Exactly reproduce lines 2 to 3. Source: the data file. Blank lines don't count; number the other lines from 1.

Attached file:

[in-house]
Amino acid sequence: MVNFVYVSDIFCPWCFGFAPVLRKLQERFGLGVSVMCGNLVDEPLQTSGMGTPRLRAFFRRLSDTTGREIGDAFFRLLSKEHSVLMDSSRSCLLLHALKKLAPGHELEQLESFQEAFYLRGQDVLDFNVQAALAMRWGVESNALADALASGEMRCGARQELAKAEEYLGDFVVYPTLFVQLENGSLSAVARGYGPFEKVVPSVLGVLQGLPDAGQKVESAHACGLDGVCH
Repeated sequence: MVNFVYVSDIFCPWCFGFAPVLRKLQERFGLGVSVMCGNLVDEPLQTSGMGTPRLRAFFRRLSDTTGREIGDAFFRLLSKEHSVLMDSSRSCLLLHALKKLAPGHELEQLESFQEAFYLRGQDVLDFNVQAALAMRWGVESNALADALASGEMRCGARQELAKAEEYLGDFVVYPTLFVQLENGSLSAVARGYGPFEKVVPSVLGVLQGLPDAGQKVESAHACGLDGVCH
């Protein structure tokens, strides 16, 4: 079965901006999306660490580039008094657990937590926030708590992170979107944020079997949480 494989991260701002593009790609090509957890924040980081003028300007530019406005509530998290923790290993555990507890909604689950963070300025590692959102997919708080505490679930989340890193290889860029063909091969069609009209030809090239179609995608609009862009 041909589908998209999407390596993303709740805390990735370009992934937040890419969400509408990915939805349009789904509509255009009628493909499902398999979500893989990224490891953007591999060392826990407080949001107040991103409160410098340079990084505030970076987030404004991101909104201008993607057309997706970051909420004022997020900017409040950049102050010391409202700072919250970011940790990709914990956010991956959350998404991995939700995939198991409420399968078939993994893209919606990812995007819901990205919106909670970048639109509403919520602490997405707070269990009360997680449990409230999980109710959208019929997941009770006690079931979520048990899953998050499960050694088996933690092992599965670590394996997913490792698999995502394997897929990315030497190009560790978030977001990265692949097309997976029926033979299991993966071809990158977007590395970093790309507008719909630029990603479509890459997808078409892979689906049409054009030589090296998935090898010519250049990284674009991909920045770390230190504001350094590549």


Amino acid sequence: MVNFVYVSDIFCPWCFGFAPVLRKLQERFGLGVSVMCGNLVDEPLQTSGMGTPRLRAFFRRLSDTTGREIGDAFFRLLSKEHSVLMDSSRSCLLLHALKKLAPGHELEQLESFQEAFYLRGQDVLDFNVQAALAMRWGVESNALADALASGEMRCGARQELAKAEEYLGDFVVYPTLFVQLENGSLSAVARGYGPFEKVVPSVLGVLQGLPDAGQKVESAHACGLDGVCH
Repeated sequence: MVNFVYVSDIFCPWCFGFAPVLRKLQERFGLGVSVMCGNLVDEPLQTSGMGTPRLRAFFRRLSDTTGREIGDAFFRLLSKEHSVLMDSSRSCLLLHALKKLAPGHELEQLESFQEAFYLRGQDVLDFNVQAALAMRWGVESNALADALASGEMRCGARQELAKAEEYLGDFVVYPTLFVQLENGSLSAVARGYGPFEKVVPSVLGVLQGLPDAGQKVESAHACGLDGVCH